Are Judicial Elections Democracy-Enhancing?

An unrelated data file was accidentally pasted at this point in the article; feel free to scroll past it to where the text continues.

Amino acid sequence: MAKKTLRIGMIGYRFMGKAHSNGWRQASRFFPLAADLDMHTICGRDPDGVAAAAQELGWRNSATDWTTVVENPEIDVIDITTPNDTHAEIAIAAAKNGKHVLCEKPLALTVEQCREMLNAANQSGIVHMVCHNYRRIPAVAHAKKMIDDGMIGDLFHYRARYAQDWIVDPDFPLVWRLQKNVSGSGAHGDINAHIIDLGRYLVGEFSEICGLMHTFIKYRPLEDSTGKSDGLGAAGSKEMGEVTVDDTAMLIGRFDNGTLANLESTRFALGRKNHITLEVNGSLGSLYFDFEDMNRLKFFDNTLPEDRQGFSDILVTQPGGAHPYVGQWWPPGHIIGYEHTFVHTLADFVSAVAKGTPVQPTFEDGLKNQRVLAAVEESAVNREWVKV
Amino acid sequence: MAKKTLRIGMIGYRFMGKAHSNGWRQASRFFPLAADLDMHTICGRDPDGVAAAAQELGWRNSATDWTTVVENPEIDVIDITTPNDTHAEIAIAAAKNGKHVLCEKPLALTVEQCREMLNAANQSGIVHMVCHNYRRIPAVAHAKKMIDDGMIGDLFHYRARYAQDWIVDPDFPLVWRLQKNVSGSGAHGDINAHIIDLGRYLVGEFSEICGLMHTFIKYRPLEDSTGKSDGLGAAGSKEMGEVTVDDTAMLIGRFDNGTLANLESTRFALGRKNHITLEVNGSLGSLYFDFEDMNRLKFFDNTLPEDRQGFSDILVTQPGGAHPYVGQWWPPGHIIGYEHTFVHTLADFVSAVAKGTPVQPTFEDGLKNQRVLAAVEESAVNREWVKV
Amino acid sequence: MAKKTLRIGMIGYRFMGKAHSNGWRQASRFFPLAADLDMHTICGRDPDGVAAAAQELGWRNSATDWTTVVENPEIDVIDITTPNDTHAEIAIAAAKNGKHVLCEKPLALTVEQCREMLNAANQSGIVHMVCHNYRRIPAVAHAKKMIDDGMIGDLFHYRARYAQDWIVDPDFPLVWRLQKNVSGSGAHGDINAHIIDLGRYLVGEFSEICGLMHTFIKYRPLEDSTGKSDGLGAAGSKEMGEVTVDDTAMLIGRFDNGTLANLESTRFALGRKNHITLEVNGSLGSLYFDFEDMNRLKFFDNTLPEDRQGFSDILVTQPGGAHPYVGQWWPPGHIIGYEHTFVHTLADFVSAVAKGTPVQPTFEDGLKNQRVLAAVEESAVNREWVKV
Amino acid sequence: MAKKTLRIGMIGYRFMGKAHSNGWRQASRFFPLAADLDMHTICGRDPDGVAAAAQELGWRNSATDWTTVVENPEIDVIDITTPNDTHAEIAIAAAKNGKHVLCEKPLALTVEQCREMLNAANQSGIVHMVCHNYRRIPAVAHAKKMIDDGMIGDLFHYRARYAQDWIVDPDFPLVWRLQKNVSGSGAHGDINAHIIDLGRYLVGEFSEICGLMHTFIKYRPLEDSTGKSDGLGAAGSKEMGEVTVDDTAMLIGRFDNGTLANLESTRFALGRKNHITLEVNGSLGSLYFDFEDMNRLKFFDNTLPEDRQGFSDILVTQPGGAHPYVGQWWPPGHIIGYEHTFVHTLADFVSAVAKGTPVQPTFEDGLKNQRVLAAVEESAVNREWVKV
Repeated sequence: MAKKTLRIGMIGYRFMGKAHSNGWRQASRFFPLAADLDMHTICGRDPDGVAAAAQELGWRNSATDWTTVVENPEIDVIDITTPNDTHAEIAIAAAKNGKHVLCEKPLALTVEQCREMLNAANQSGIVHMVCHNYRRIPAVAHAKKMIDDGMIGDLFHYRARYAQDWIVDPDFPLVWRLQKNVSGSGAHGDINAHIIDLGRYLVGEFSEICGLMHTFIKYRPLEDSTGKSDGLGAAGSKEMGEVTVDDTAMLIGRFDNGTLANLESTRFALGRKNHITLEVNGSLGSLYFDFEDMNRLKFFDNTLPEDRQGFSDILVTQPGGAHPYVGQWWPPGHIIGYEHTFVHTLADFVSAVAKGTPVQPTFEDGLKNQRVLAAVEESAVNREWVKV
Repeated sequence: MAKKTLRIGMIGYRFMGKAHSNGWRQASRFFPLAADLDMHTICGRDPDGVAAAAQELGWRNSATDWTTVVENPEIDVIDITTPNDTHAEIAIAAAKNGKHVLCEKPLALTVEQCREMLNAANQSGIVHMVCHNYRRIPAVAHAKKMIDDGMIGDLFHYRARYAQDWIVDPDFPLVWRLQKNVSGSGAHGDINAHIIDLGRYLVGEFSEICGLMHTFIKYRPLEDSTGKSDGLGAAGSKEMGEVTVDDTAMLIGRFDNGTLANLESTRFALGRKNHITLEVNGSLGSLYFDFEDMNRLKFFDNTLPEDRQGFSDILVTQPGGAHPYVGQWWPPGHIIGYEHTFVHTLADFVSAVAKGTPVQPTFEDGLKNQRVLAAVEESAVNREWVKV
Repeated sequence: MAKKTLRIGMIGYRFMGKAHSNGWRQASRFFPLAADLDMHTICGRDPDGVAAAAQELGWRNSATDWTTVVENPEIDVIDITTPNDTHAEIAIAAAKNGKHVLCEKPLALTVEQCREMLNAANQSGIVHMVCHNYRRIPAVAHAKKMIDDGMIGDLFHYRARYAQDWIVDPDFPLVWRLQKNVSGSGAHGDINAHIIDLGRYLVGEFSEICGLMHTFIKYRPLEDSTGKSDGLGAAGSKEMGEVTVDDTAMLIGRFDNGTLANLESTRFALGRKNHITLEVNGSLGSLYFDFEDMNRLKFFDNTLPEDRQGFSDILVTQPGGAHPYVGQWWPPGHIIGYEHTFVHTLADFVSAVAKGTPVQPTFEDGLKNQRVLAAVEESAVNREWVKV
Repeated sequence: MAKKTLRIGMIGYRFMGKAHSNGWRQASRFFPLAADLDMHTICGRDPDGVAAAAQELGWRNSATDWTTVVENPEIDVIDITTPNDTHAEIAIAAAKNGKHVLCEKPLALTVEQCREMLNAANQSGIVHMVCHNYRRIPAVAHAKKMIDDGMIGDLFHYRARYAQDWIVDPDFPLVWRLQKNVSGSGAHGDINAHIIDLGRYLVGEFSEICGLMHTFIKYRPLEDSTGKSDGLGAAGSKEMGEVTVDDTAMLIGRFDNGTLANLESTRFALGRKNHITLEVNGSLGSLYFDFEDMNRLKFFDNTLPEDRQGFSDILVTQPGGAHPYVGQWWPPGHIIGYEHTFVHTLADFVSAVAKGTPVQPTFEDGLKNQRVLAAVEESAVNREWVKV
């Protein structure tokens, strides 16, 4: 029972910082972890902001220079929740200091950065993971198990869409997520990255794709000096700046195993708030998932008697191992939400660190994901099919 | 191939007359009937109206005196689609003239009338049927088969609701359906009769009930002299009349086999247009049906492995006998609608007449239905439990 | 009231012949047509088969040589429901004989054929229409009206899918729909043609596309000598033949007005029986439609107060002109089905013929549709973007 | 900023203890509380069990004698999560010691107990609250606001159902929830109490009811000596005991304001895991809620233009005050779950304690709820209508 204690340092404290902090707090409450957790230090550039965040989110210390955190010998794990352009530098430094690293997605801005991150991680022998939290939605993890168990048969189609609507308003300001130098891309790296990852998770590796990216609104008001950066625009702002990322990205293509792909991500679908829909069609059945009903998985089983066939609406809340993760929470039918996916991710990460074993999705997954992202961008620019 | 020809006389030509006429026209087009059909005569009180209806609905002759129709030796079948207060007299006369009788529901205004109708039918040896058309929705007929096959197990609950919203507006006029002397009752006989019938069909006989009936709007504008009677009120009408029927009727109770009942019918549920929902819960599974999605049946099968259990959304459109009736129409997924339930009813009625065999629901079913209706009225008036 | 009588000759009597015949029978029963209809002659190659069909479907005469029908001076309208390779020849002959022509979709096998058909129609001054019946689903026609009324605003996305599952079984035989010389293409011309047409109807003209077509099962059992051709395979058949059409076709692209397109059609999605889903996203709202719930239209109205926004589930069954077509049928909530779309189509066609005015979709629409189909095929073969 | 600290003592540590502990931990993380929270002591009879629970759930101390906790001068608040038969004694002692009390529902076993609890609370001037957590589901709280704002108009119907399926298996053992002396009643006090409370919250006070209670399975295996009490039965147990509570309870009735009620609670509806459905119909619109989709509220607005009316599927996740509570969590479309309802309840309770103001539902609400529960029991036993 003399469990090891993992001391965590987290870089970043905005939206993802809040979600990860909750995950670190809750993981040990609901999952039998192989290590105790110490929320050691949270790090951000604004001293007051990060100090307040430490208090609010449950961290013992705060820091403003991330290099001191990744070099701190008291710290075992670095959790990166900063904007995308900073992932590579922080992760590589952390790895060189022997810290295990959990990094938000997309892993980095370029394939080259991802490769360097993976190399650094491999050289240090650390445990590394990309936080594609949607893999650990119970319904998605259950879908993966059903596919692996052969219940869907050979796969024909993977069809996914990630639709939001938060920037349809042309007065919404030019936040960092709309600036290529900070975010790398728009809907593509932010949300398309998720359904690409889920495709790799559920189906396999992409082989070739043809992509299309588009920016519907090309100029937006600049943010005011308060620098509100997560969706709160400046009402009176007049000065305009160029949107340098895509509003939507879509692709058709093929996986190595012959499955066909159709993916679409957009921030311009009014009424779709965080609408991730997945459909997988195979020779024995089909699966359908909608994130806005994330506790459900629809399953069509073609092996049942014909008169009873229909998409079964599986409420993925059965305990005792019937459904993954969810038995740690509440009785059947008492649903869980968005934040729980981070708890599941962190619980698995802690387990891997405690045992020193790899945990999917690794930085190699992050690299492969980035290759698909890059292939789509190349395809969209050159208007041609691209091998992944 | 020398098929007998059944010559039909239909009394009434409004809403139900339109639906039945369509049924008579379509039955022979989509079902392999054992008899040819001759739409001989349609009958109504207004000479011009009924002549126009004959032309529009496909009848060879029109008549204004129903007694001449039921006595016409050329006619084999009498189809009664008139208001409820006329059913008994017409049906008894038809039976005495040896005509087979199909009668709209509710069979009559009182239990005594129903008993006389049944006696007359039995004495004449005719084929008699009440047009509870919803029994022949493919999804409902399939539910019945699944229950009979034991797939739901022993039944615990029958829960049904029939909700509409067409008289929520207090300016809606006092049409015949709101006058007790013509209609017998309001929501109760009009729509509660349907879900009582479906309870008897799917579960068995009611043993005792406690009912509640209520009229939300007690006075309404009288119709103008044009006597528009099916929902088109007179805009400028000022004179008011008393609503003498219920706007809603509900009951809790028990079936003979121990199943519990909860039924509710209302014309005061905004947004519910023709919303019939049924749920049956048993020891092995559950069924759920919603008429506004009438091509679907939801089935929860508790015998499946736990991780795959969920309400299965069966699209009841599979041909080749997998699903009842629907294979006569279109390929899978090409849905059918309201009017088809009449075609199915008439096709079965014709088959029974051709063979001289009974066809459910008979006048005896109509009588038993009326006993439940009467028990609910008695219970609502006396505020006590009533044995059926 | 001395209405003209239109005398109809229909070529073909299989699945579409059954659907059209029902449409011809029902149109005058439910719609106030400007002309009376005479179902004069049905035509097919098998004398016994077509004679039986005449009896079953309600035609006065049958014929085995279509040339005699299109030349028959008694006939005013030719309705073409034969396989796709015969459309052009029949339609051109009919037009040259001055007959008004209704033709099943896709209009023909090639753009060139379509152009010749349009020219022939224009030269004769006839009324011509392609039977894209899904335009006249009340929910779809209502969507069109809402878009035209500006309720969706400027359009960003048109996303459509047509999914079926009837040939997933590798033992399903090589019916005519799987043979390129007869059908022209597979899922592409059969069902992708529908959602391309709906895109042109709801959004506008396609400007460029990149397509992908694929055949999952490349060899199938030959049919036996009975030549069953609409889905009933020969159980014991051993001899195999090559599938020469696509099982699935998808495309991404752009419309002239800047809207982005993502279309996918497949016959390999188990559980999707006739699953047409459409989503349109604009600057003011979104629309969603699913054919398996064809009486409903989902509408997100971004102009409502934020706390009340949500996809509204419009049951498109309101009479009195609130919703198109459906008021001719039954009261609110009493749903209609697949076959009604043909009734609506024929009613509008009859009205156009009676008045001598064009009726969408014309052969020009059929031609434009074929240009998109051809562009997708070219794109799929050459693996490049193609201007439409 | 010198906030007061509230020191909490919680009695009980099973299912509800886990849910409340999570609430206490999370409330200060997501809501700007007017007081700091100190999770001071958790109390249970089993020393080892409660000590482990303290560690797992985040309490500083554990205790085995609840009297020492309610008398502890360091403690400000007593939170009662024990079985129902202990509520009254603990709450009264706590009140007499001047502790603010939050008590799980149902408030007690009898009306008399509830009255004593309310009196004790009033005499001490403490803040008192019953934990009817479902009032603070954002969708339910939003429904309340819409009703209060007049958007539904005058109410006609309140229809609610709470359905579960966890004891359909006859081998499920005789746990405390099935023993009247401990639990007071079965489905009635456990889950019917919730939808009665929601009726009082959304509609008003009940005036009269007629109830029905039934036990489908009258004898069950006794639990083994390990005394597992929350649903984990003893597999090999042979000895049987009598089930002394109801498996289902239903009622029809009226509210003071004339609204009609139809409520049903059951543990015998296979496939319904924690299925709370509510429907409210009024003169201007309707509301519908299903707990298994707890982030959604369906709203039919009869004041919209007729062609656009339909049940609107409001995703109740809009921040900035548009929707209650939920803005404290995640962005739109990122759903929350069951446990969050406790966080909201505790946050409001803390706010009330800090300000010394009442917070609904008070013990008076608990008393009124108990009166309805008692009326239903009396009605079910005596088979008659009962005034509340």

In her contribution to this volume and in a recent book, Melinda Gann Hall charges the opponents of judicial elections with being "antidemocratic" (Hall 2010, 1). Blinded by their "very unflattering view of voters" (ibid., 2) and in thrall to the Article III model of life-tenured executive appointment, these naysayers have, in her telling, ignored the empirical evidence. Hall's own work has shown that campaigns for state high court judgeships now feature significant amounts of spending and competition, as well as fairly robust forms of political speech and participation (e.g., Hall 2001). Yet at the same time as judicial elections have been going up and up on these standard legitimacy-conferring dimensions, the opposition has only doubled down, launching "a full-scale war" against the institution (Bonneau and Hall 2009, 1, 128). The legal community's advocacy in this regard, Hall says, "falls just short of zealotry in its condemnation of democratic politics" (2010, 3). By framing the debate over state judicial selection as one between those who would privilege democratic values and those who would privilege other (unnamed) values in the method they favor, Hall reprises a classic dichotomy that has defined this literature. On the one hand, it is assumed, choosing judges by election facilitates self-government by empowering the people to hold accountable these important officials. Whatever else they might be, elections are "democracy-enhancing institutions" (Bonneau and Hall 2009, 2). On the other hand, it is argued, choosing judges by election undermines their independence and therefore threatens values such as professionalism, legality, and impartiality. There is posited an inescapable tradeoff between the democratic benefits that judicial elections offer and the extrinsic costs they impose. Whether one supports or rejects their usage depends upon how one weighs this tradeoff. But is it so clear that judicial elections are, or could realistically ever be, democracy-enhancing institutions? As far as I can tell, none of the many fine scholars to have participated in the debate has taken care to explicate this presupposition or to subject it to critical scrutiny. This omission looks particularly odd in light of the prodigious body of work that seeks to reconcile judicial review by the unelected federal courts with democratic imperatives. Responding to Hall's charge, this essay aims, first, to put the conventional wisdom on firmer conceptual ground, and then to show how it might be upended. Even an efficacious, abuse-free system of judicial elections, I will argue, does not necessarily advance the cause of self-government -- at least, not unless one takes a highly controversial view of the judicial function and of democracy itself. The opponents of judicial elections need not cede the democratic high ground. Beyond any of the specific arguments that I make in the space I have here, my larger aim is to suggest how the "endless" debate over judicial selection (Geyh 2008) might be shifted onto more productive terrain.